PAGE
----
The tuberculosis or TB infection is an airborne disease caused by the bacterium Mycobacterium tuberculosis. It can turn fatal if left undiagnosed and untreated. Continue reading
The tuberculosis or TB infection is an airborne disease caused by the bacterium Mycobacterium tuberculosis. It can turn fatal if left undiagnosed and untreated. Continue reading
Tuberculosis (TB) is an air-borne infection caused by the bacterium Mycobacterium tuberculosis. It is a globally widespread disease that claims many lives every year. Fortunately, the advances in tuberculosis treatment have made this disease completely curable. Continue reading
Tuberculosis (TB) is an airborne disease caused by Mycobacterium tuberculosis. It can turn fatal if tuberculosis symptoms are not recognized early enough to administer effective treatment. For this reason, it is absolutely crucial for you to learn how to identify tuberculosis symptoms. Continue reading
The bacteria named Mycobacterium tuberculosis are labelled as the main tuberculosis causes. This airborne infection spreads when the causative bacteria are transmitted through the tiny respiratory droplets that are expelled when an infected individual coughs, sneezes, sings, or talks. They can remain suspended in the air for long periods of time. If a healthy individual inhales this contaminated air, the bacteria enter his body through the respiratory system and lodge themselves in the person’s lungs. Continue reading
With the increasing number of tuberculosis cases worldwide, it is important that you to know what is tuberculosis and learn about its symptoms, diagnosis, and the forms of treatment. Continue reading
Chicken pox, an infection caused by the varicella-zoster virus, is quite common in children. It is a mild infection that is typically accompanied by an itchy and peculiar skin rash of red spots. Other chicken pox symptoms include low-grade fever, a sore throat, stomach aches, headaches, and malaise.
Chicken pox in babies is quite unusual because they are equipped with the antibodies they receive from their mother’s womb during pregnancy. These antibodies are present in them until they turn a year old and in the meantime, they protect them from chicken pox. Exceptions may occur in some cases, causing a baby to acquire the chicken pox infection.
Use these telltale signs of chicken pox in babies to see if your child has this condition.
Chicken pox first appears usually after 14 to 21 days of the viral attack and manifests as a skin rash of small red spots and bumps. These spots show up first on the face, head, and the back, and then quickly spread all over the body. New rashes might continue developing every 4 to 5 days.
Each red spot quickly turns into a blister filled with a cloudy liquid.
These blisters are dreadfully itchy and a baby experiences great discomfort when they appear. The baby cannot keep itself from scratching these blisters. Touching the liquid from a blister that bursts will spread the disease and could also lead to bacterial infections. As a result, if your baby has chicken pox, you must intervene to ensure that he does not accidentally touch the liquid inside the blisters on his skin.
Eventually, the blisters dry up and form hard crusts that scab over and fall off. At this point, when the liquid has leaked out of the blisters and the spots have developed into scabs, the skin begins to clear. The progression of the spots from bumps to blisters to crusts happens quickly and the baby might have a mix of all three types during the illness.
The infant is contagious starting the day before the fever or when the spots appear to the time at least 24 hours have elapsed after all the blisters have crusted over. This usually takes about 7 days from beginning to end. Small scars may remain after the scabs have fallen off, but they usually clear up within a few months.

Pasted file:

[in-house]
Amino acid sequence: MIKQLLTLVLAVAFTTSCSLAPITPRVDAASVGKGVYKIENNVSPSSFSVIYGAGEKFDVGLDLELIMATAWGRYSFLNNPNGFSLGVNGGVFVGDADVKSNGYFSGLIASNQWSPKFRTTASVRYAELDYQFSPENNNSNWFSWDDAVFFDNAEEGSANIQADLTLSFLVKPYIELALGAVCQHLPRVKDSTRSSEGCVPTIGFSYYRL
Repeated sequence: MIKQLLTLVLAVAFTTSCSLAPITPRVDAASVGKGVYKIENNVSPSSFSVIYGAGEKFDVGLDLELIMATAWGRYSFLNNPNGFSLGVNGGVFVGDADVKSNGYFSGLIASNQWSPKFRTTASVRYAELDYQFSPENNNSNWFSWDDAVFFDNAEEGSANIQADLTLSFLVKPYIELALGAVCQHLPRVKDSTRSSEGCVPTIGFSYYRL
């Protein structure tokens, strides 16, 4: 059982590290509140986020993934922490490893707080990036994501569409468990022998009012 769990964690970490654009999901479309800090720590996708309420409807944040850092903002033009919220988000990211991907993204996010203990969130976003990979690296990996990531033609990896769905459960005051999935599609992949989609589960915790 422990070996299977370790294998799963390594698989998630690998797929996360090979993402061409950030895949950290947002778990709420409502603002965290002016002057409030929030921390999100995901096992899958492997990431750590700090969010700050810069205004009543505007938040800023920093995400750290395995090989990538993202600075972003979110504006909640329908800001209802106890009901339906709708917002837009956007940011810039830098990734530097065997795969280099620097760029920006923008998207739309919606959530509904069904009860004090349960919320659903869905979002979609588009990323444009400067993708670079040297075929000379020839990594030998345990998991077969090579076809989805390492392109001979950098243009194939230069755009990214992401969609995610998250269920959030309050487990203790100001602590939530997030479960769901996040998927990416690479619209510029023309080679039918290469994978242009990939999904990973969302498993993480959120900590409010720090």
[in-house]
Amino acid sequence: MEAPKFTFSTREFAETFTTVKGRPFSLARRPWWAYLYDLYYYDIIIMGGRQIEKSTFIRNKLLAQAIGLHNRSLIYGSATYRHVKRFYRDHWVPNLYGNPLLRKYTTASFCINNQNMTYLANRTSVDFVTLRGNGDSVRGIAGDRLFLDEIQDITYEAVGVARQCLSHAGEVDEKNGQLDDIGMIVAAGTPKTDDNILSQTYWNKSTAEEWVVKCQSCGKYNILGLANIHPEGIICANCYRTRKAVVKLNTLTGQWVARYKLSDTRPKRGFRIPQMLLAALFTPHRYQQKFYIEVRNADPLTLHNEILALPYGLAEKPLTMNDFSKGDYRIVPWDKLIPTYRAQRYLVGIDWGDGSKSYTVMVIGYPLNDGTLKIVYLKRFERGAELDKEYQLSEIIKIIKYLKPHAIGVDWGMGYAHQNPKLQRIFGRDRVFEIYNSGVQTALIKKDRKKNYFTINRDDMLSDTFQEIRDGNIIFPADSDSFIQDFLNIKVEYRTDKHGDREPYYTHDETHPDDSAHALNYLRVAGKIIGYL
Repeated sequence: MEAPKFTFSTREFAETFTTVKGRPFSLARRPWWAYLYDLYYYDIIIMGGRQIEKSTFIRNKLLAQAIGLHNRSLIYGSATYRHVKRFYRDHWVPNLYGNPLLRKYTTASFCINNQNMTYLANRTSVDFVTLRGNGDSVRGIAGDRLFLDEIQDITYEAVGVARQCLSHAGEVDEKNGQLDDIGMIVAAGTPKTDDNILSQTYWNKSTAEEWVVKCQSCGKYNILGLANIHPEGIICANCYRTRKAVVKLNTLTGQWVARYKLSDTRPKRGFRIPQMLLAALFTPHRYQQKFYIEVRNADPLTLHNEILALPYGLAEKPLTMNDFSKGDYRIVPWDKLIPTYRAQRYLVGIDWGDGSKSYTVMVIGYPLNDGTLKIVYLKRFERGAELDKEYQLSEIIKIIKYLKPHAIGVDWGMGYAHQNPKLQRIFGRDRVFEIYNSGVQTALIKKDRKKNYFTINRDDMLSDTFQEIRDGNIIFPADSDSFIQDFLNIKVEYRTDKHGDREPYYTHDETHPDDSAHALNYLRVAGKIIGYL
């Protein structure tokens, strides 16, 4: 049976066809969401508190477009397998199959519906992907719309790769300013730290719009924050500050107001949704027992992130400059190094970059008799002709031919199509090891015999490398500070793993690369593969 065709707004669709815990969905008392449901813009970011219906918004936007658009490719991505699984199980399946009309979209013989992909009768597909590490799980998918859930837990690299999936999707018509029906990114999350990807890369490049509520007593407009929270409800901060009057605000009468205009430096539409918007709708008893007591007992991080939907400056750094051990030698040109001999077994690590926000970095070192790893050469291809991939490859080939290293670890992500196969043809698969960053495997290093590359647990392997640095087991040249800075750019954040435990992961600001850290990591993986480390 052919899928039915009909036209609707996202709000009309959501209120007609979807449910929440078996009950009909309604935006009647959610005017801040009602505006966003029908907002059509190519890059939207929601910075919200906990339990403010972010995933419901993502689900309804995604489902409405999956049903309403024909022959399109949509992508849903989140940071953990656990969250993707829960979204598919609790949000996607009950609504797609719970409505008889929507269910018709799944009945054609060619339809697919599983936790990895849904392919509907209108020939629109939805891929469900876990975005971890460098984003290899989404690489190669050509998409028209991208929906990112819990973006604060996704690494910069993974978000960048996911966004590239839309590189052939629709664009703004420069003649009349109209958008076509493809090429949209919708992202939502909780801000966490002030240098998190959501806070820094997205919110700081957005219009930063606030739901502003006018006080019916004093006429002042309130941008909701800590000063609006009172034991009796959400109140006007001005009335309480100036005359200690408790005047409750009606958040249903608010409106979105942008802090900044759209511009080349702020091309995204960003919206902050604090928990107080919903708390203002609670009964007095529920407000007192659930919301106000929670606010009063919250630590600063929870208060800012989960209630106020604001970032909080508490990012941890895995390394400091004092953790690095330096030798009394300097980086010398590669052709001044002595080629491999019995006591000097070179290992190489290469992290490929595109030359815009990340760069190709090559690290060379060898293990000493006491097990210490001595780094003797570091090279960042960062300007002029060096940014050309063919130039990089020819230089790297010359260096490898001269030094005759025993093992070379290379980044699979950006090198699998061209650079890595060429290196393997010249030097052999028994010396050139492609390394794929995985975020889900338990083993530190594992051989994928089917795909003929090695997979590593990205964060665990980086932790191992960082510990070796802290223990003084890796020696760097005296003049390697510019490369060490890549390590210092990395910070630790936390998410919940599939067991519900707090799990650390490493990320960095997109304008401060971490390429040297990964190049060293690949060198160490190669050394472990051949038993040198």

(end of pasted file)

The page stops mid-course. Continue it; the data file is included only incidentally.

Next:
The rash may be accompanied by flu-like symptoms like fever (100°-102°F or 37.7°-38.8° C), abdominal pain, and headaches. The baby may also develop a cough and a runny nose. He may become tired and crabby, and lose his appetite. These symptoms sometimes begin to occur 2 days before the onset of the rash.
A baby who contracts chicken pox usually recovers without treatment, in a course of 5 to 10 days. Chicken pox turns out to be more of a nuisance than any real threat. But if the rash spreads to the eyes, the child will get very uncomfortable. In such cases, it becomes necessary to consult a pediatrician immediately get chicken pox treatment.
Here are some other complications that may occur, especially in babies that are under 4 weeks old.
If your baby has chicken pox, the best thing you can do for him is to relieve the itching, or at least prevent him from scratching the rash. Here are some ways you can do that:
Studies have shown that children with chicken pox recover better when fever is allowed to continue during this illness to a certain extent. For this reason, it is advisable that you treat the fever only if it’s higher than 101°C and your baby is very ill at ease.
You can use Acetaminophen or Ibuprofen to treat the fever, but never use Aspirin or products containing aspirin, as their use to cure fever in children with chicken pox has been linked to a condition called Reye’s syndrome. This severe condition affects the liver and the brain, and in some cases, it even causes death.
If your baby has been diagnosed with chicken pox by the pediatrician, you must keep him quarantined. Avoid sending him to the daycare or to play with other children. Learning as much as you can about chicken pox in babies can help you nurse your infant back to health if and when he has this infection.
Chicken pox is a mild but highly contagious disease that mainly affects children and is characterized by exceptionally itchy blisters all over the body. The disease tends to be severe when it occurs in adults. Chicken pox is widely recognized as the primary chicken pox symptoms are easily visible. Chicken pox is a disease caused due to the chicken pox virus known as the varicella-zoster virus.
The surest way of spotting the disease is by correctly recognizing the rash. In the beginning, the rashes might be often mistaken for insect bites or even a bad case of acne. Here are five typical chicken pox symptoms that will help you identify the rashes accurately and quickly.